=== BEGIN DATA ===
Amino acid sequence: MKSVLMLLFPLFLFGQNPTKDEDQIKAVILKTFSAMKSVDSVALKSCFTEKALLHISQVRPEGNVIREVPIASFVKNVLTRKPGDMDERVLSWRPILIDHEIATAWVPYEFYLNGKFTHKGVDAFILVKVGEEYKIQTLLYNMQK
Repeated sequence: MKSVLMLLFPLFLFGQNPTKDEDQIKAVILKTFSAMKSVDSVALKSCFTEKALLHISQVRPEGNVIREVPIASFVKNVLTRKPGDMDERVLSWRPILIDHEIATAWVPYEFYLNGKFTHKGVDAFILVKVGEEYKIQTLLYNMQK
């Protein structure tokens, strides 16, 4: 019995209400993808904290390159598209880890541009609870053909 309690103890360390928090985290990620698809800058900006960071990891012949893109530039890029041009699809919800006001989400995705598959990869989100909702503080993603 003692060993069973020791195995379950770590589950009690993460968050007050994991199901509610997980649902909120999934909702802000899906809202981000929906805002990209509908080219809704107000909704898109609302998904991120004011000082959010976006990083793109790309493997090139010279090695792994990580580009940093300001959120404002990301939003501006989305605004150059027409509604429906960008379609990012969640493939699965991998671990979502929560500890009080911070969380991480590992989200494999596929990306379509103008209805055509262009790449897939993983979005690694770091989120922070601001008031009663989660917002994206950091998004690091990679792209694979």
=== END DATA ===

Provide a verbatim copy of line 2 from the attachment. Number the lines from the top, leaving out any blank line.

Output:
Repeated sequence: MKSVLMLLFPLFLFGQNPTKDEDQIKAVILKTFSAMKSVDSVALKSCFTEKALLHISQVRPEGNVIREVPIASFVKNVLTRKPGDMDERVLSWRPILIDHEIATAWVPYEFYLNGKFTHKGVDAFILVKVGEEYKIQTLLYNMQK